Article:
On Thursday 24 July, the House of Lords debated the issue of International Freedom of Religion or Belief, Article 18 of the Universal Declaration of Human Rights.
Lord Alton, a Vice Chair of this All Party Parliamentary Group, began his opening remarks by saying that not only was Article 18 a universal human right, it was a human right that is violated universally.
He said: “Article 18 is a foundational human right – many would say the foundational right – because, while there should be no hierarchy of rights and all rights are interdependent, without the freedom to choose, practise, share without coercion and change your beliefs, what freedom is there? As my noble friend Lord Sacks says, on this question, the fate of the 21st century may turn.”
Lord Alton highlighted too the vital work of the APPG on Freedom of Religion or Belief in revealing how Article 18 is ignored on a widespread scale by authorities of various countries with 76 per cent of the global population living in countries hostile to their religious beliefs. Situations around the world were mentioned showing how people of all faiths and none have been suffering such as in Iraq where both Christians and Muslims have been recently crucified or beheaded by ISIS extremists. Iran, Nigeria, Sudan, Pakistan and Burma were also given as examples of countries where Article 18 is ignored.
In his closing statement, Lord Alton said: “Article 18 demands an end to suppression, persecution and gross injustice. It should be at the heart of our concerns, not an orphaned right.”
Baroness Cox, also a Vice Chair of this APPG, gave details about the widespread view that northern Nigeria is disintegrating and militant Islam could spread. She had just returned two weeks previously from a visit to the country where both Christians and Muslims have been slaughtered on an almost-daily basis by Boko Haram.
Baroness Berridge, chair of the APPG, also spoke during the debate about the fact that all continents have been affected by restrictions on freedom of religion or belief, highlighting situations facing Muslims in China, and Christians in Iran amongst others. She said the case of Meriam Yahia Ibrahim Ishag from Sudan ‘pinpoints’ the issue.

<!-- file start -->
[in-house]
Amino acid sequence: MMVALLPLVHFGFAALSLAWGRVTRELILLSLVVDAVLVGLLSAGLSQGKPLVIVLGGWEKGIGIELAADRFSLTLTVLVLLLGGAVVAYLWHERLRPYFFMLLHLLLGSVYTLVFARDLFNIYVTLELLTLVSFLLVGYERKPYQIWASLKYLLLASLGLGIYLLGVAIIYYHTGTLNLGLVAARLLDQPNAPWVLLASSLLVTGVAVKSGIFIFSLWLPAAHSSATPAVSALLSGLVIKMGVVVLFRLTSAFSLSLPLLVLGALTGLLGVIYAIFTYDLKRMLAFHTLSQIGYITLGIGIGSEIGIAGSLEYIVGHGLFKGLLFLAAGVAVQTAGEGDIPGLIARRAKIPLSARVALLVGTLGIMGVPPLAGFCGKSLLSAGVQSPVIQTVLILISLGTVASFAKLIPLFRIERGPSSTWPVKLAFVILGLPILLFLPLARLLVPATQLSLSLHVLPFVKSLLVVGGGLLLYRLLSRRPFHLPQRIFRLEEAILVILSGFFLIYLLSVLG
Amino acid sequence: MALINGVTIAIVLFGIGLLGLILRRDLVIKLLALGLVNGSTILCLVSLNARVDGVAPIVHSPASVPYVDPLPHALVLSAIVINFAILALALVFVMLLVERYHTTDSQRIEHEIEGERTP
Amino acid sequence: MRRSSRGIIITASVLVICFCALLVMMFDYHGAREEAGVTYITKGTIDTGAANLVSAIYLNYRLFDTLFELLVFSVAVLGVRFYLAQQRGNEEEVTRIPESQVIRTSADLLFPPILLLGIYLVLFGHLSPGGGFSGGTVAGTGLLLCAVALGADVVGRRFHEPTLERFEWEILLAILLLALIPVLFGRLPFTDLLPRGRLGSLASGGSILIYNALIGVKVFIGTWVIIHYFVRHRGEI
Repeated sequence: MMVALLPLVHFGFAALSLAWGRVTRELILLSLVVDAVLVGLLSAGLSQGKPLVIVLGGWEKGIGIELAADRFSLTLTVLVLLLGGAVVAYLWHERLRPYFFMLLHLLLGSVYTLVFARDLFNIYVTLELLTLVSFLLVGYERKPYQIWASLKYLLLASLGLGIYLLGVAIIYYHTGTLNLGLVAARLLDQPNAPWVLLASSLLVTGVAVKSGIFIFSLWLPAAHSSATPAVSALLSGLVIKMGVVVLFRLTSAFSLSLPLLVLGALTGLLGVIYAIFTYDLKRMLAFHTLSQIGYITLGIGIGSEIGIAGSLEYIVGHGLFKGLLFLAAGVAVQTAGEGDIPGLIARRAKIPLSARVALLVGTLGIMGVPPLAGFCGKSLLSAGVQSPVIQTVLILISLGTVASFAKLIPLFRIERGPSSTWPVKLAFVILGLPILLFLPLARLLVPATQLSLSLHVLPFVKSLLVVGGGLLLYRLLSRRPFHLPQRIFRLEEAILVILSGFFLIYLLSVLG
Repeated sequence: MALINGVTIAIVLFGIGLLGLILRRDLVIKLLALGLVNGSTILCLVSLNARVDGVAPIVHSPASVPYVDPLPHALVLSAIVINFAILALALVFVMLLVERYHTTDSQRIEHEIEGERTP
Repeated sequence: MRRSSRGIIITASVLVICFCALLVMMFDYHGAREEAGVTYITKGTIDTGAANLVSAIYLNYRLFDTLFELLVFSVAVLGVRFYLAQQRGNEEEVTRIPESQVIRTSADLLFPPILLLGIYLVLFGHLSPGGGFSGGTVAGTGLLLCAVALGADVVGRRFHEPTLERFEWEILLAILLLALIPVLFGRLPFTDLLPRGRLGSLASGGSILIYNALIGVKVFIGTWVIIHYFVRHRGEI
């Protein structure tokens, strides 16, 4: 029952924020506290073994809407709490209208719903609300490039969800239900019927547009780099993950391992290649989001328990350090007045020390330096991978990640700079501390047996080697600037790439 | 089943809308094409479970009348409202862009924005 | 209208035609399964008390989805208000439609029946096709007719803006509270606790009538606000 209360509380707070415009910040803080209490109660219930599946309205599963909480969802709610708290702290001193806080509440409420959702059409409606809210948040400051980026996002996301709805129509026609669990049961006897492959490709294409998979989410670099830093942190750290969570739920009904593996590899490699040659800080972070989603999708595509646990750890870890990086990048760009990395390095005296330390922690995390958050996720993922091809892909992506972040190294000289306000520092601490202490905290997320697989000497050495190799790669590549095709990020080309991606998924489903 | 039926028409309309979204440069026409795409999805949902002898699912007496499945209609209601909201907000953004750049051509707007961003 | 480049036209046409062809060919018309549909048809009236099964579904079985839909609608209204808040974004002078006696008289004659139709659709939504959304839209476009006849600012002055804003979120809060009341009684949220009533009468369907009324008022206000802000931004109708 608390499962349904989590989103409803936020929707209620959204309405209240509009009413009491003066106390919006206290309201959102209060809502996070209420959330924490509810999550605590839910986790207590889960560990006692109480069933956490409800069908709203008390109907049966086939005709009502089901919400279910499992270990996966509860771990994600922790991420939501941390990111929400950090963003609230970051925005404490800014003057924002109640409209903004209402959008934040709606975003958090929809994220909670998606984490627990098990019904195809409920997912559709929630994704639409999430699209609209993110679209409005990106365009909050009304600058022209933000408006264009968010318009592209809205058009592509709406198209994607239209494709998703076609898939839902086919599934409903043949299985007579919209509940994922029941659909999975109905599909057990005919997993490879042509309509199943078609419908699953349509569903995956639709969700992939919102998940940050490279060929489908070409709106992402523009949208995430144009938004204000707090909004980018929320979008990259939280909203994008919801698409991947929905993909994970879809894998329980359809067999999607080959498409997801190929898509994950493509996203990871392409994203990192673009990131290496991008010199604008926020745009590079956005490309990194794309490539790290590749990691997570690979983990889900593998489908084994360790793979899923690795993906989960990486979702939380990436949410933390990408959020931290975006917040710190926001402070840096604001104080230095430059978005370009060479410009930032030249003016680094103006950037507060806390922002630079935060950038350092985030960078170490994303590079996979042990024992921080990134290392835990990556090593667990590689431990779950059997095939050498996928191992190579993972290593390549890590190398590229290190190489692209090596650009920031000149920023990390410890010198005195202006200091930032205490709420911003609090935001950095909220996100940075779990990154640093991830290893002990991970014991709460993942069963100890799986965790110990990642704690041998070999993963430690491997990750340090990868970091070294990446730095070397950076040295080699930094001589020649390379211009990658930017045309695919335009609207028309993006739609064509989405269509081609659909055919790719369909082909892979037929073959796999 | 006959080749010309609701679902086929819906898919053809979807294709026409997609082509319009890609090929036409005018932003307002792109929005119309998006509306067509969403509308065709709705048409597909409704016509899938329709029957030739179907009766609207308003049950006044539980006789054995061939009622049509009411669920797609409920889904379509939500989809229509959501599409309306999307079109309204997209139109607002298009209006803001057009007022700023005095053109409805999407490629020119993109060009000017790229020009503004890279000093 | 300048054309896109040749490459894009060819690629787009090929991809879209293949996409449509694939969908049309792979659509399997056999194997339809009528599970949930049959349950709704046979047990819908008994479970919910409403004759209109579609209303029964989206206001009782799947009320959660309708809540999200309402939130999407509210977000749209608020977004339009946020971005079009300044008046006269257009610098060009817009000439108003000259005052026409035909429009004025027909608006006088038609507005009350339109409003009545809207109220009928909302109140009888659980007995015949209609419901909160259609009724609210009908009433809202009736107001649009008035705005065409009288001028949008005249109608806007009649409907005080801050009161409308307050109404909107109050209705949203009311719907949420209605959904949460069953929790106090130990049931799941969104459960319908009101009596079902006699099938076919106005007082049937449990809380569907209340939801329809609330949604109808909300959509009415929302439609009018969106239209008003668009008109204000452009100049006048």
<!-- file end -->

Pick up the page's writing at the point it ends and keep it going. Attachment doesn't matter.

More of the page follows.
“It is the right of every human being to choose their own religion, to choose not to have a religion or to choose to change their religion. You may choose to follow the faith of your family but it is not like DNA: you do not have to inherit the faith of your parents.”
“This is a global crisis”, added Baroness Berridge who also said it was a priority issue for the Foreign & Commonwealth Office. She said there were issues of enforcing the protection given by Article 18 closer to home and it should be a key part of a school curriculum.
Baroness Berridge added: “Article 18 will be the primary challenge in human rights law for the next generation.”
Lord Sacks called the situations of persecution spoken of by his colleagues in the House of Lords ‘most profound and disturbing’.
He said: “Seldom have I heard a more searing and devastating set of testimonies than I have heard today of the evils currently being committed in the name of the God of love and peace and compassion.”
People in the 21st century were being murdered, terrorized, victimized, intimidated and robbed of their liberties because of the way they worship God and that was a moral outrage, a political scandal and a desecration of faith itself, according to Lord Sacks.
He added: “I believe that God himself weeps at the evils being committed in His name. Let us urge, as strongly as we can, the worldwide implementation of Article 18 as one of the great challenges of our time so that we can all exercise our fundamental right to live our faith without fear.”
The Minister who responded to the debate, Lord Wallace of Saltaire, promised that this coalition government will never step away from the UN’s Universal Declaration of Human Rights.
Baroness Lane-Fox of Soho spoke about the effect of restricting beliefs put online and the need for internet interaction to be both free and open.
She said: “I believe that we cannot debate Article 18 without also making sure that we are demanding a free and open internet. No Government should be allowed to shut down the platforms that enable people to express themselves. There are currently 44 countries worldwide that are censoring the internet, and this is immensely serious.”
Lord Elton cited Lord Alton’s earlier comments about the importance of education to deal with the issue. He said that communities of different religions might be meeting ‘at the bottom of the pile’ and living peacefully despite their difference in beliefs. But it was the ‘people at the top’ who were harder to access i.e. leaders.
He also leant on Lord Patten’s reference to persecution fires spreading to Indonesia, saying the fire of restricting beliefs was spreading elsewhere. One way to fight the ‘forces of evil’, said Lord Elton, would be to take the weapons of war away such as from the militants in Northern Nigeria.
Lord Parekh said some countries ‘mean well’ but there were difficulties enforcing freedom of religion rights. He also questioned whether proselytizing a faith was part of the remit of Article 18 and believed that modernity had unsettled religious acceptance amongst communities of different faiths.
Read the full debate here.